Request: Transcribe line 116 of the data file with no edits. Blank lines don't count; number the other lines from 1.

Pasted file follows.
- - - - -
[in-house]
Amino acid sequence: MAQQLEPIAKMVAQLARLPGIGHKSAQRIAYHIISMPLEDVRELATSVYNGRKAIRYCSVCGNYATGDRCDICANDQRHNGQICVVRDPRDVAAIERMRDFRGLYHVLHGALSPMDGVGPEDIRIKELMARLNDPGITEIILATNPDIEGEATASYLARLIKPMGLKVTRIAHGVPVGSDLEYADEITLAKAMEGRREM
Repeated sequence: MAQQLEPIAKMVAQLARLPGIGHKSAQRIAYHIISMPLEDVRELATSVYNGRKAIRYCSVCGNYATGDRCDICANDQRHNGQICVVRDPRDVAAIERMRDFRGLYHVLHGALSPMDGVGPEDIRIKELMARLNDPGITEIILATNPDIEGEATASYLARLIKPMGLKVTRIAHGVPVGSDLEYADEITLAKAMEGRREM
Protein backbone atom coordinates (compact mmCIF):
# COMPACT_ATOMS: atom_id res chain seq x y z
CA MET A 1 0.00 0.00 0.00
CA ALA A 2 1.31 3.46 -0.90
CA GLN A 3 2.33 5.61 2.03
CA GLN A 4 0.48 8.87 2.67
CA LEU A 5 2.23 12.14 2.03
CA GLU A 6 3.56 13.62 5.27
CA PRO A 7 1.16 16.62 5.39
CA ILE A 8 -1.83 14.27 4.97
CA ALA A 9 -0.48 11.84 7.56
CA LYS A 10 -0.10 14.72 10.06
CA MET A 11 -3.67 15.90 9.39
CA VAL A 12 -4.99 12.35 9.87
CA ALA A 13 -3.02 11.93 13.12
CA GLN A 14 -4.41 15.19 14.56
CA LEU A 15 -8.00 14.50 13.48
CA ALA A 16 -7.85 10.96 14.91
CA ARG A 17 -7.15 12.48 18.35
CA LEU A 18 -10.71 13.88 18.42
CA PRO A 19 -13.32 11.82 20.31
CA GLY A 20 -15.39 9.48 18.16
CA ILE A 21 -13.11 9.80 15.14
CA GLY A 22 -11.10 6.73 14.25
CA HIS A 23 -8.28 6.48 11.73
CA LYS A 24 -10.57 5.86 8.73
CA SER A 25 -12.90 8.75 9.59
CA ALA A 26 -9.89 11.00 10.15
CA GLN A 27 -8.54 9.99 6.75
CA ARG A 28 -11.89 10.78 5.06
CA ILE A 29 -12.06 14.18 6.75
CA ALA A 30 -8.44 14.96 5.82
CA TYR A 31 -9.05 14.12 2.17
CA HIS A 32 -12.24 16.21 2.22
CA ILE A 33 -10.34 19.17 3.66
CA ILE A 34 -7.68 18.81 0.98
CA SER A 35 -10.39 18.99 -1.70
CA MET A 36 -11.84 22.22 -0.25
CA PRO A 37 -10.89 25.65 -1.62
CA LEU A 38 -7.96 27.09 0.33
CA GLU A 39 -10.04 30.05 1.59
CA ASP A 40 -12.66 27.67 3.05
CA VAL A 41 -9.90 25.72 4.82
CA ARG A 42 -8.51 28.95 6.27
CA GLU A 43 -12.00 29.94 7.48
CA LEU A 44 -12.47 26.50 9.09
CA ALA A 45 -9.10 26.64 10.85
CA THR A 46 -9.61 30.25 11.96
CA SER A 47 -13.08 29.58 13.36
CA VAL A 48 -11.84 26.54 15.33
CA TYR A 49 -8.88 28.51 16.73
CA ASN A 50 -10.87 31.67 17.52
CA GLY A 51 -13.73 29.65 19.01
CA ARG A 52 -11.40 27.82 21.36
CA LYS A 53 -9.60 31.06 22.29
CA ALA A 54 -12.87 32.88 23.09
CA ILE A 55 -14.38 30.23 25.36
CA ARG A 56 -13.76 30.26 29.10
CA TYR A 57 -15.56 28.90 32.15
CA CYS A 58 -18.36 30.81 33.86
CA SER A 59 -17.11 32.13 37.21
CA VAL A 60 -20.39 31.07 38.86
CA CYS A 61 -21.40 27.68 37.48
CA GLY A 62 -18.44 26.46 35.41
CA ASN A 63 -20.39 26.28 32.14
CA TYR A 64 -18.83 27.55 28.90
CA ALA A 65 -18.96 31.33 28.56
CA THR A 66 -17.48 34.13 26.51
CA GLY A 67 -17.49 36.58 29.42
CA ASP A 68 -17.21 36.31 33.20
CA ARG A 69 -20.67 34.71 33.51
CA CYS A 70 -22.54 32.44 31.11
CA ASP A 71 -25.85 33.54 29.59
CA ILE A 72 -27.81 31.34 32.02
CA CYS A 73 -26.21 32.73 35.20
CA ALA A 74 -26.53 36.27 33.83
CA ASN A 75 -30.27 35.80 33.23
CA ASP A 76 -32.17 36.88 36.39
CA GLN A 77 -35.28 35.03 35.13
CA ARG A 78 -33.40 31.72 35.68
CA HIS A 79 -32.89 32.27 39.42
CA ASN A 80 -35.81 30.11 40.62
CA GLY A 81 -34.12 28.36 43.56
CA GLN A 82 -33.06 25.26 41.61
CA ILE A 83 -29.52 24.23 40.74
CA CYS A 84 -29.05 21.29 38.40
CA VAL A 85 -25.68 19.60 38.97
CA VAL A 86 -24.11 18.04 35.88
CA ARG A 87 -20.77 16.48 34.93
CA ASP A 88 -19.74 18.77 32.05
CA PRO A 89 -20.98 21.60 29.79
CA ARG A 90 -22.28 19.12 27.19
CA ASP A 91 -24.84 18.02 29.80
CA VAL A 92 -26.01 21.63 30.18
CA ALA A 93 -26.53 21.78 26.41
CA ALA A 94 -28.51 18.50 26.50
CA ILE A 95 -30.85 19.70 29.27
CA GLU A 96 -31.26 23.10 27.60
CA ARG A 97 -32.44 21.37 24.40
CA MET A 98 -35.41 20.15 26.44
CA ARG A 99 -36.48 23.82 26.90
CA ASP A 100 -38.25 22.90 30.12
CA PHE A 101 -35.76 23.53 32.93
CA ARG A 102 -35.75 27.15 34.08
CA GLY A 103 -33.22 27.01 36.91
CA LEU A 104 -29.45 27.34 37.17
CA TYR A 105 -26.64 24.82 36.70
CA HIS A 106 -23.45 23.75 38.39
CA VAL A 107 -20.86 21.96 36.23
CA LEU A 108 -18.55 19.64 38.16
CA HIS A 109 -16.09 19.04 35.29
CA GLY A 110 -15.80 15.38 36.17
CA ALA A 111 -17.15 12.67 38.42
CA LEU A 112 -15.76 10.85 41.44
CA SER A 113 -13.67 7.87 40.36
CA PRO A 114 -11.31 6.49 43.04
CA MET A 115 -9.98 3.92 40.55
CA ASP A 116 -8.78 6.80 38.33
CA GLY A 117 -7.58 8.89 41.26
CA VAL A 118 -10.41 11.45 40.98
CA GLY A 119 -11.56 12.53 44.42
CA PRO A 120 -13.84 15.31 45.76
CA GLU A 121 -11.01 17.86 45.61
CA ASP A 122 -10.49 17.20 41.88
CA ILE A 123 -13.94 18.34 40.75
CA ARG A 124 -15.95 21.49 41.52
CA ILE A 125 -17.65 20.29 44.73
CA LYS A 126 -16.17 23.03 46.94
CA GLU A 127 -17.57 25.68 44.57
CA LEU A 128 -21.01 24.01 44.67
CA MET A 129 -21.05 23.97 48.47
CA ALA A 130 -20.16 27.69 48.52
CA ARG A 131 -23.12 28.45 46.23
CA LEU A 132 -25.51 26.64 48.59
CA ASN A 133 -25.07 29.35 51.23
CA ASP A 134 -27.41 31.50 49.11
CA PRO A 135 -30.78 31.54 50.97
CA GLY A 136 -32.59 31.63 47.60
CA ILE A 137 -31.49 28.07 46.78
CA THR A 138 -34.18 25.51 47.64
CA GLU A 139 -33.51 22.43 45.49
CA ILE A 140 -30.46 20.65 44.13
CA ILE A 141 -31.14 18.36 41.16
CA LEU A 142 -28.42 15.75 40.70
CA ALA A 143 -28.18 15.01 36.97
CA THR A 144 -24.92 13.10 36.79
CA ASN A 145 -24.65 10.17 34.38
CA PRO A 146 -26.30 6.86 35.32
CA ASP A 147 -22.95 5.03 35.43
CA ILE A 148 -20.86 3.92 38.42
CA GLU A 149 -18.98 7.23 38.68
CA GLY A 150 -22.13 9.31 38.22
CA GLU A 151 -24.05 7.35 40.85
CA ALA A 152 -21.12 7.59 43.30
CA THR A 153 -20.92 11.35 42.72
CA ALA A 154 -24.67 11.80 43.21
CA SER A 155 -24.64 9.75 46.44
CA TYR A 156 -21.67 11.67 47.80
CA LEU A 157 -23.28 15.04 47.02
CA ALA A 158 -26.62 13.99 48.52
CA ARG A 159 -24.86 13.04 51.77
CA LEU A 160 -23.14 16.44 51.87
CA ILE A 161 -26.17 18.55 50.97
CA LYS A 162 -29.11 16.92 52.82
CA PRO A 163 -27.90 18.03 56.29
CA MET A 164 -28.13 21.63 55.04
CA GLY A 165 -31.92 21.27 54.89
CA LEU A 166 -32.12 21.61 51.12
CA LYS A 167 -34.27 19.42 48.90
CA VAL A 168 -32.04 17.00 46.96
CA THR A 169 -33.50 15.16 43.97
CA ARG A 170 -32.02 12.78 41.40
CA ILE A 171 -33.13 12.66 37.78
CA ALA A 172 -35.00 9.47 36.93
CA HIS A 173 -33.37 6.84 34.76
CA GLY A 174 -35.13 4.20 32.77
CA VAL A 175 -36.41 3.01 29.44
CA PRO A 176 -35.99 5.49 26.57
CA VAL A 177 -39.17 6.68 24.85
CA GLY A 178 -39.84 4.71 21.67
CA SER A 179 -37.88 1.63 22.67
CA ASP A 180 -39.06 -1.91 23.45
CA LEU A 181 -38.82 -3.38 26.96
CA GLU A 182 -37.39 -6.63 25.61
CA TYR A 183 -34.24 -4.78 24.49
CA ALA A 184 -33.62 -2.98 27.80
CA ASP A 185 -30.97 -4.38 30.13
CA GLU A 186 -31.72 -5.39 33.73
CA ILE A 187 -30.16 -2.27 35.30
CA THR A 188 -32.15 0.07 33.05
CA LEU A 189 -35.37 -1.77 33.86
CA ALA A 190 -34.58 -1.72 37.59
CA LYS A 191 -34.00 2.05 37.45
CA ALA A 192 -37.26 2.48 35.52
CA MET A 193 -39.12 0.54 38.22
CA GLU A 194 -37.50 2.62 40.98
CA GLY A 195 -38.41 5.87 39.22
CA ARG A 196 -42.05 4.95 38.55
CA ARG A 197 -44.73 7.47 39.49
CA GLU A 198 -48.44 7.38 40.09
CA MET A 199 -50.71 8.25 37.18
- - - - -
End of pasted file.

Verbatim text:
CA ALA A 111 -17.15 12.67 38.42